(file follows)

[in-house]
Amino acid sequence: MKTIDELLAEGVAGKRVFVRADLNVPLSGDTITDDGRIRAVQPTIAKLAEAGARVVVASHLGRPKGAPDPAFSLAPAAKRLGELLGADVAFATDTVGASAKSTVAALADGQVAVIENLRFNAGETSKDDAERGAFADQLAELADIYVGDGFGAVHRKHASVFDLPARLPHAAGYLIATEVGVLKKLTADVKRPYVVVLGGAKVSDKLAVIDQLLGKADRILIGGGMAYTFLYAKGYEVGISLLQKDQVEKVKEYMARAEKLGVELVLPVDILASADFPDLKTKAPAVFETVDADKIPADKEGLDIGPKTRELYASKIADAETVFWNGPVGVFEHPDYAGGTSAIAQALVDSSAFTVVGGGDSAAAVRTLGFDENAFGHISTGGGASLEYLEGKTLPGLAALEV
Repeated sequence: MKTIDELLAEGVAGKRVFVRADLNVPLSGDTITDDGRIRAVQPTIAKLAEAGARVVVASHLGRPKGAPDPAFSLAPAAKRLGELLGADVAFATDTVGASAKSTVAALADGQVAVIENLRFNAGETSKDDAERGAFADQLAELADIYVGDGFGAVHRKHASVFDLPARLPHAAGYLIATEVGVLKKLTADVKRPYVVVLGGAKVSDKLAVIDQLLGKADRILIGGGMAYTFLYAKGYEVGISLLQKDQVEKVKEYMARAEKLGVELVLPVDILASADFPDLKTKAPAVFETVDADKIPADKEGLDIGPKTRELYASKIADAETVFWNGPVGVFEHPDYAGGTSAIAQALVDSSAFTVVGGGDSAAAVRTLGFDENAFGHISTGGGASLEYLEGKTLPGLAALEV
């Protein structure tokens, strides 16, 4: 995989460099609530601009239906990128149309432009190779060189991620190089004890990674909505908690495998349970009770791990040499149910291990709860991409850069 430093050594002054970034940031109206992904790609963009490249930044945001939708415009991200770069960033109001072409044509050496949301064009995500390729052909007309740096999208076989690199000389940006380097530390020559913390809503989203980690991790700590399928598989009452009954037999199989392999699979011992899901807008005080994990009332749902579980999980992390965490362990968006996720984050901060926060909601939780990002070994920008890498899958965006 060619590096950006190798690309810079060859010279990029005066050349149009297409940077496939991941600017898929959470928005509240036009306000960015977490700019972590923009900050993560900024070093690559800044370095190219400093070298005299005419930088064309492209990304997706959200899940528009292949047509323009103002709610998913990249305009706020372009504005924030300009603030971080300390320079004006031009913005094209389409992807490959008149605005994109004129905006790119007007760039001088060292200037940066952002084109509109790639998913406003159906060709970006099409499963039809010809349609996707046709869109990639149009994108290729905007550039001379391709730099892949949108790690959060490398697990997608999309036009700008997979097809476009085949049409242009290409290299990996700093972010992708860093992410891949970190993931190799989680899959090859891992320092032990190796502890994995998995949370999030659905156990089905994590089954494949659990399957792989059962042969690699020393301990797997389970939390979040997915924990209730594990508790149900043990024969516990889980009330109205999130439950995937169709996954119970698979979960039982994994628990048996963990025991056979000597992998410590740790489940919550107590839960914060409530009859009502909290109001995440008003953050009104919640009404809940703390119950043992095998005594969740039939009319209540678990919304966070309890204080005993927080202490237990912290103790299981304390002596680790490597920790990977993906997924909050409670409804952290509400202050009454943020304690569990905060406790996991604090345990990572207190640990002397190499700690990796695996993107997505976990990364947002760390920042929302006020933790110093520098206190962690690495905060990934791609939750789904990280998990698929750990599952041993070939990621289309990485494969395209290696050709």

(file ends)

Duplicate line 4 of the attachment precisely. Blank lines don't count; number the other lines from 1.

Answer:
């Protein structure tokens, strides 16, 4: 995989460099609530601009239906990128149309432009190779060189991620190089004890990674909505908690495998349970009770791990040499149910291990709860991409850069 430093050594002054970034940031109206992904790609963009490249930044945001939708415009991200770069960033109001072409044509050496949301064009995500390729052909007309740096999208076989690199000389940006380097530390020559913390809503989203980690991790700590399928598989009452009954037999199989392999699979011992899901807008005080994990009332749902579980999980992390965490362990968006996720984050901060926060909601939780990002070994920008890498899958965006 060619590096950006190798690309810079060859010279990029005066050349149009297409940077496939991941600017898929959470928005509240036009306000960015977490700019972590923009900050993560900024070093690559800044370095190219400093070298005299005419930088064309492209990304997706959200899940528009292949047509323009103002709610998913990249305009706020372009504005924030300009603030971080300390320079004006031009913005094209389409992807490959008149605005994109004129905006790119007007760039001088060292200037940066952002084109509109790639998913406003159906060709970006099409499963039809010809349609996707046709869109990639149009994108290729905007550039001379391709730099892949949108790690959060490398697990997608999309036009700008997979097809476009085949049409242009290409290299990996700093972010992708860093992410891949970190993931190799989680899959090859891992320092032990190796502890994995998995949370999030659905156990089905994590089954494949659990399957792989059962042969690699020393301990797997389970939390979040997915924990209730594990508790149900043990024969516990889980009330109205999130439950995937169709996954119970698979979960039982994994628990048996963990025991056979000597992998410590740790489940919550107590839960914060409530009859009502909290109001995440008003953050009104919640009404809940703390119950043992095998005594969740039939009319209540678990919304966070309890204080005993927080202490237990912290103790299981304390002596680790490597920790990977993906997924909050409670409804952290509400202050009454943020304690569990905060406790996991604090345990990572207190640990002397190499700690990796695996993107997505976990990364947002760390920042929302006020933790110093520098206190962690690495905060990934791609939750789904990280998990698929750990599952041993070939990621289309990485494969395209290696050709």